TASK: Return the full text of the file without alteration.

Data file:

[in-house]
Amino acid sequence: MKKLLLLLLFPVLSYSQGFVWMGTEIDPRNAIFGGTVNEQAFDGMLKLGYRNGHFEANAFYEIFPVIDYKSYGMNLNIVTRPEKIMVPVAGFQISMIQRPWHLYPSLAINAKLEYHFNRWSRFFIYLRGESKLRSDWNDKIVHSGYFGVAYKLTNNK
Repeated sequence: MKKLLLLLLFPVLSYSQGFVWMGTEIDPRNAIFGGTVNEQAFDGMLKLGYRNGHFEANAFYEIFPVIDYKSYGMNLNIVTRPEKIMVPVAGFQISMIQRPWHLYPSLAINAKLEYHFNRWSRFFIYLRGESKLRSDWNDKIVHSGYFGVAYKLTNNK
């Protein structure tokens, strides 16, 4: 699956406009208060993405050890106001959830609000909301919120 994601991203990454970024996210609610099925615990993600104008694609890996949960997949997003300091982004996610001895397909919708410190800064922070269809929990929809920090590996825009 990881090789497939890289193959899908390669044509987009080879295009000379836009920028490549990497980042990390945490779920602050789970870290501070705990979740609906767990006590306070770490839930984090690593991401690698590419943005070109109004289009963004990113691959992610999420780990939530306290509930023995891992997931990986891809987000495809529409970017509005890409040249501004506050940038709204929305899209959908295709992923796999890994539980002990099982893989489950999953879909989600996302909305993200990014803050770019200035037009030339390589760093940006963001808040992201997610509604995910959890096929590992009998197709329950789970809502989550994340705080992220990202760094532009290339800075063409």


[in-house]
Amino acid sequence: MKKLLLLLLFPVLSYSQGFVWMGTEIDPRNAIFGGTVNEQAFDGMLKLGYRNGHFEANAFYEIFPVIDYKSYGMNLNIVTRPEKIMVPVAGFQISMIQRPWHLYPSLAINAKLEYHFNRWSRFFIYLRGESKLRSDWNDKIVHSGYFGVAYKLTNNK
Repeated sequence: MKKLLLLLLFPVLSYSQGFVWMGTEIDPRNAIFGGTVNEQAFDGMLKLGYRNGHFEANAFYEIFPVIDYKSYGMNLNIVTRPEKIMVPVAGFQISMIQRPWHLYPSLAINAKLEYHFNRWSRFFIYLRGESKLRSDWNDKIVHSGYFGVAYKLTNNK
């Protein structure tokens, strides 16, 4: 699956406009208060993405050890106001959830609000909301919120 994601991203990454970024996210609610099925615990993600104008694609890996949960997949997003300091982004996610001895397909919708410190800064922070269809929990929809920090590996825009 990881090789497939890289193959899908390669044509987009080879295009000379836009920028490549990497980042990390945490779920602050789970870290501070705990979740609906767990006590306070770490839930984090690593991401690698590419943005070109109004289009963004990113691959992610999420780990939530306290509930023995891992997931990986891809987000495809529409970017509005890409040249501004506050940038709204929305899209959908295709992923796999890994539980002990099982893989489950999953879909989600996302909305993200990014803050770019200035037009030339390589760093940006963001808040992201997610509604995910959890096929590992009998197709329950789970809502989550994340705080992220990202760094532009290339800075063409």